FIG. 5A is a graphical representation of a time-current relationship present in the electronic camera of FIG. 1; and
FIG. 5B is graphical representation of a time-current relationship present in a conventional electronic camera.
In FIG. 1 an electronic camera 1 is shown that embodies the present invention, in which images produced by lenses are converted into electrical signals by an image sensor unit, such as a CCD, and recorded on a magnetic disk. More specifically, a camera body 2 has in a front surface a lens 3 for focussing the images, a flash 4, and a viewfinder 5. A photoelectronic device 6 incorporated in a circuit described below for measuring the intensity of the light that is reflected from an object is arranged on the front surface of camera body 2. A photo transistor, which has a good response to light, is often used as photoelectronic device 6. The operation of the flash unit is controlled in correspondence with the output of the photoelectronic device 6, and the light radiation ceases as soon as the amount of light reaches a proper level.
A recess 9 into which a battery unit 10, comprising secondary batteries or dry batteries, acting as a power source, is formed in the left top side of camera body 2, and a cover 7 for covering recess 9 is detachably secured to camera body 2 with a fastener 7a. A shutter-release button 8 disposed in cover 7 closes in turn first and second contacts of switch 8c when depressed.
When the first contacts of switch 8c are closed, power is supplied to an image-producing portion 15, a recording portion 16, a flash generating circuit 17, etc., as shown in FIG. 3. As a result, the light reflected from the object to be recorded is measured and the image-producing portion 15, the recording portion 16, etc. are placed in respective stand-by states.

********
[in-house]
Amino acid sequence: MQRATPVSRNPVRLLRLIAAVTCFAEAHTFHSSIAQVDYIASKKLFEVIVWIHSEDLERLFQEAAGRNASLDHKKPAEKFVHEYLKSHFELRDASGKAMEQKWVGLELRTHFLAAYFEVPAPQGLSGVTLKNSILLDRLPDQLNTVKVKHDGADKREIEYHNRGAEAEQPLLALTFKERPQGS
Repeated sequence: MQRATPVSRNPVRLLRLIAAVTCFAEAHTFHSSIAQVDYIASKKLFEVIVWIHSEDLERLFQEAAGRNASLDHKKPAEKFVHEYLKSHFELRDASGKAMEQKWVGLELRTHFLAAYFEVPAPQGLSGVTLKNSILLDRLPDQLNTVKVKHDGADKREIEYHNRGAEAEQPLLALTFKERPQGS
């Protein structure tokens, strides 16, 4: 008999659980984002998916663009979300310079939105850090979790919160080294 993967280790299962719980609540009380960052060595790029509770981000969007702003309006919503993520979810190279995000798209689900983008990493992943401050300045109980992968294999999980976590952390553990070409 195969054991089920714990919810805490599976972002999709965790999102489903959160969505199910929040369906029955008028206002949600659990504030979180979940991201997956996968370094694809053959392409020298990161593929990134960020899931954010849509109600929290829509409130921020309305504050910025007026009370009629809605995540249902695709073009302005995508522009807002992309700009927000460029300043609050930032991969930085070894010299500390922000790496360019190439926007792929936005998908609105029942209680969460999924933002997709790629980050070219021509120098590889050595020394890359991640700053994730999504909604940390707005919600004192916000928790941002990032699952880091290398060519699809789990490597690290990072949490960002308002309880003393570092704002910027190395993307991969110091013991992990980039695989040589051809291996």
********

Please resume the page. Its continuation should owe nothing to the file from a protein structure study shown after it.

When the second contacts of switch 8c are closed, signals representing the image are recorded on the magnetic disk 12. It is to be noted that the shutter-release button 8 is biased in a direction to protrude from camera body 2 due to the force of a spring, not shown.
As shown in FIG. 2, formed in the rear of camera body 2 is a cassette insertion opening 11, through which a disk cassette 13 that internally accommodates a rotatable magnetic disk 12, shown in phantom, is inserted. A socket 14 having input terminals is also provided in the rear of the box 2, and power can be supplied through socket 14 when a suitable plug connected to a reproducing apparatus (not shown) is inserted in socket 14.
FIG. 3 is a schematic in block diagram form of the principal elements of electronic camera 1 and includes the image-producing portion 15 in which signals representing the images of objects are produced, the recording portion 16 in which the signals from image-producing portion 15 are processed and converted into signals capable of being recorded on magnetic disk 12, flash generating portion 17, and a system controller 18, whereby various operations of camera 1, such as the control o f signal processing, the control of the supplied power, etc., are conducted.